Effects of fire and fire intensity on the germination and establishment of Acacia karroo, Acacia nilotica, Acacia luederitzii and Dichrostachys cinerea in the field
1 Conservation Ecology Department, University of Stellenbosch, Private Bag X1, Matieland, 7602, South Africa
2 Department of Botany, University of Cape Town, Private Bag, Rondebosch, South Africa
3 Applied Behaviour and Ecology Lab, Department of Zoology, University of Transkei, Private Bag X1, Umtata, 5117, South Africa
Citation and License
BMC Ecology 2004, 4:3 doi:10.1186/1472-6785-4-3Published: 7 April 2004
While fire has been used in some instances to control the increase of woody plants, it has also been reported that fire may cause an increase in certain fire-tolerant Acacia tree species. This study investigated germination of Acacia karroo, A. luederitzii and Dichrostachys cinerea, thought to be increasing in density, as well as the historically successful encroaching woody species, A. nilotica, in savanna grassland, Hluhluwe-iMfolozi Park, South Africa. A. karroo is thought to be replacing A. nilotica as the dominant microphyllous species in the park. We tested the hypothesis that observed increases in certain woody plants in a savanna were related to seed germination and seedling establishment. Germination is compared among species for burnt and unburnt seeds on burnt and unburnt plots at three different locations for both hot and cool fires.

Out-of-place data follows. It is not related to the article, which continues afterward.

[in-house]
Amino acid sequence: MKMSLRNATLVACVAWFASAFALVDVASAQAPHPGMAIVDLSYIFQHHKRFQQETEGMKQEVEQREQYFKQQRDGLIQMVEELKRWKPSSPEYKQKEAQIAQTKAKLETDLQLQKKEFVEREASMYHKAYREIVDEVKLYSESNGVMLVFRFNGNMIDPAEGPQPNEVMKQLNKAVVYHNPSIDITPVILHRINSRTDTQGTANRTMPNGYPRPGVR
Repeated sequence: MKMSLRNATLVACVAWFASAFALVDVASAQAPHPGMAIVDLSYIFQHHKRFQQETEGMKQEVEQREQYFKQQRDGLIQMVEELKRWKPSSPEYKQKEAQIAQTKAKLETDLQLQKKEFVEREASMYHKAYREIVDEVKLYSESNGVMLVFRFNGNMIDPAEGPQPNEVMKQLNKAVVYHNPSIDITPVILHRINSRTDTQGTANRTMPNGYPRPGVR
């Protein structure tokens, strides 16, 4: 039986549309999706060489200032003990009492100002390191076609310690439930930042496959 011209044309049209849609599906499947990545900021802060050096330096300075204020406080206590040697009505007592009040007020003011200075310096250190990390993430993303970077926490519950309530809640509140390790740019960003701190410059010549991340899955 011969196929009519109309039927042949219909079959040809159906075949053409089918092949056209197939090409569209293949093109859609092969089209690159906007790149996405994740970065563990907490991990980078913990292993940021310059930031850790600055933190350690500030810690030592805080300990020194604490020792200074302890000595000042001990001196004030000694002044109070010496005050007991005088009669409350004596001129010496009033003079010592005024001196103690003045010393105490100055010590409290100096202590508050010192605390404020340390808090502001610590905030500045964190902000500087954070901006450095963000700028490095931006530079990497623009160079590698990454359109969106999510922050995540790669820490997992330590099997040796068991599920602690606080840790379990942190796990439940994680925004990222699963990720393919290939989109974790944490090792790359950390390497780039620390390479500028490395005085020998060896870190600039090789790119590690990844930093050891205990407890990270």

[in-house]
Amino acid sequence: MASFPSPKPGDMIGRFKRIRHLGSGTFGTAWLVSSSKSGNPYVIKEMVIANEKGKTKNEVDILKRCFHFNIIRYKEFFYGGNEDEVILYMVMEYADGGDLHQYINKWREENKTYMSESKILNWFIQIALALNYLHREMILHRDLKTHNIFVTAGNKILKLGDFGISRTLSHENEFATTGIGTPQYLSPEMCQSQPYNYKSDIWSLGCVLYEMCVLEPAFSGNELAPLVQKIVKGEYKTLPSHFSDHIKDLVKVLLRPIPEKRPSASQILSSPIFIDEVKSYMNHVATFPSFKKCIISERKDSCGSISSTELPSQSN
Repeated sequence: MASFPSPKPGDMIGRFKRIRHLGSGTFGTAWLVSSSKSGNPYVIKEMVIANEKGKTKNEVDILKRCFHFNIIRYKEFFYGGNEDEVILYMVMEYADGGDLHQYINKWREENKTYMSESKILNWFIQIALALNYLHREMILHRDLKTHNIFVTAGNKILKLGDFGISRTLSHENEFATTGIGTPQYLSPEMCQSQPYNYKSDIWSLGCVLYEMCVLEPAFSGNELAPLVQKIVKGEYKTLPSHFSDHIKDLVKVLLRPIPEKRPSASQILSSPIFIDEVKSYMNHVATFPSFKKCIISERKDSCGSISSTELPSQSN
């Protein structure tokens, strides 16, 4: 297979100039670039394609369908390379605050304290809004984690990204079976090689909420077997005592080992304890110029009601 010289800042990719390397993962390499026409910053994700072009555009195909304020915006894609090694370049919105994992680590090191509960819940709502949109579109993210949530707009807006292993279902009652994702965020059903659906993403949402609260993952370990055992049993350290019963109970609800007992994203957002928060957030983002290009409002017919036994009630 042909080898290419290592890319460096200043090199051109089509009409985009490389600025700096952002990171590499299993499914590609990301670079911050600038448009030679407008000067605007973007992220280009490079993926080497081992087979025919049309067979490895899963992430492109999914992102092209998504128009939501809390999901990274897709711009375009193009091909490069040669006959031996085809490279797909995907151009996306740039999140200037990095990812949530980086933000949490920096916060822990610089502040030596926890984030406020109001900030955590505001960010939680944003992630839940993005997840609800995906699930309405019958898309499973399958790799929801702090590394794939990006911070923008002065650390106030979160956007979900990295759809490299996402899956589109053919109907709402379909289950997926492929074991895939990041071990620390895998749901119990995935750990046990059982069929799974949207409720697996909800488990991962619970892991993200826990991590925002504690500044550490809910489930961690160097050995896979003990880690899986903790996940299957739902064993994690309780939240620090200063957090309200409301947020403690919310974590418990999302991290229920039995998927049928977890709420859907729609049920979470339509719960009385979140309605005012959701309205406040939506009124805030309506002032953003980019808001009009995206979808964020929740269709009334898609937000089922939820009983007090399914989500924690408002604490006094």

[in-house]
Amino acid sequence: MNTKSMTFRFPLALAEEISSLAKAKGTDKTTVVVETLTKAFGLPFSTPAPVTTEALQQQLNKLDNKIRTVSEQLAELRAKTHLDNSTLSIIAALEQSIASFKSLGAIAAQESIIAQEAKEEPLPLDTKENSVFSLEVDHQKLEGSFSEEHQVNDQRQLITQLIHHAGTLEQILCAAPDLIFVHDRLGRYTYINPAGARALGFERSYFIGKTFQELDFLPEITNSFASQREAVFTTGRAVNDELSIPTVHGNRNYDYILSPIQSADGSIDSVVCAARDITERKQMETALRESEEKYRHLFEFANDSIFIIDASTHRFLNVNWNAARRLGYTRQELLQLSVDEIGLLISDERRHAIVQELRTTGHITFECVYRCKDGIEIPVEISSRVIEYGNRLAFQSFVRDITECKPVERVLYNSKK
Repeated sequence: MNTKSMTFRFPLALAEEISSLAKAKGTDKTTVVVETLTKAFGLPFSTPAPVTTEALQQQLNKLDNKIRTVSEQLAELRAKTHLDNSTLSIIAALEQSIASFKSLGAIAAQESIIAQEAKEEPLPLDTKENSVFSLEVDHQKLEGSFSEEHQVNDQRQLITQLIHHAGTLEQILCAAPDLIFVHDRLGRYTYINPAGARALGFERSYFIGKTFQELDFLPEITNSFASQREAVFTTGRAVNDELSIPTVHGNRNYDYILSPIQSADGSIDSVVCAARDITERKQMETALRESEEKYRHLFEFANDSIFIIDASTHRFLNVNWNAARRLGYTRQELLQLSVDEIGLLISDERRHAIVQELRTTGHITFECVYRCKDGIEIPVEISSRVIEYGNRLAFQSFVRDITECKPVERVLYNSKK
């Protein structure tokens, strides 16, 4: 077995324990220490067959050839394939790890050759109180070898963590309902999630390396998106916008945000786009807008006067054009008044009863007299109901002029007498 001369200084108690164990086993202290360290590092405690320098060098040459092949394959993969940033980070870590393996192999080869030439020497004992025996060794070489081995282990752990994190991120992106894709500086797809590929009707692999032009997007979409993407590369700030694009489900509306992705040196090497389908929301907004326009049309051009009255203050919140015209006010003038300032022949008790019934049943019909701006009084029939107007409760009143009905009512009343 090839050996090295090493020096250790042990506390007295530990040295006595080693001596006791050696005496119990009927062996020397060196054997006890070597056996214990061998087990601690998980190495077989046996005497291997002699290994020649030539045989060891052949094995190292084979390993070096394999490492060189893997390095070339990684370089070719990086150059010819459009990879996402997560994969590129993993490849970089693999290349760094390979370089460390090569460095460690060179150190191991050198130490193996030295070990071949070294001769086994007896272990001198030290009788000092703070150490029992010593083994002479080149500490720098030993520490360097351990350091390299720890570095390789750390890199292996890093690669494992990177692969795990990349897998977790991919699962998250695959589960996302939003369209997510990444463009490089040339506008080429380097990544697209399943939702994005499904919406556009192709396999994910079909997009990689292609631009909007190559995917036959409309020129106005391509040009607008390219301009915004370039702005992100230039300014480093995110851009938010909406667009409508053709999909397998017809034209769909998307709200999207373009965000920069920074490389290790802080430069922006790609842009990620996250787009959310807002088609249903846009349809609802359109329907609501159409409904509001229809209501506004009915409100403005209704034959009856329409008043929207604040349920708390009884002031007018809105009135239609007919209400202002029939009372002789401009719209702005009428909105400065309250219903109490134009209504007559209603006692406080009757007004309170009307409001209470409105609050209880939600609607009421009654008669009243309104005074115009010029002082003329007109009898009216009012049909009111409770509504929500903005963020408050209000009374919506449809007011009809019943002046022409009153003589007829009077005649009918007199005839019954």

Acacia karroo showed higher germination (A. karroo 5.1%, A. nilotica 1.5% and A. luederitzii 5.0%) levels and better establishment (A. karroo 4.9%, A. nilotica 0.4% and A. luederitzii 0.4%). Seeds of the shrub Dichrostachys cinerea did not germinate in the field after fire and it is thought that some other germination cue is needed. On average, burning of A. karroo, A. nilotica and A. luederitzii seeds did not affect germination. There was a significant difference in the germination of burnt seeds on burnt sites (4.5%) and burnt seeds on unburnt plots (2.5%). Similarly, unburnt seeds on unburnt sites germinated better (4.9%) than unburnt seeds on burnt sites (2.8%).
We conclude that a combination of factors may be responsible for the success of A. karroo and that fires may not be hot enough or may occur at the wrong time of year to control A. karroo establishment in HiP. Although germination and establishment of A. karroo was higher than for A. nilotica a competitive advantage after fire could not be shown.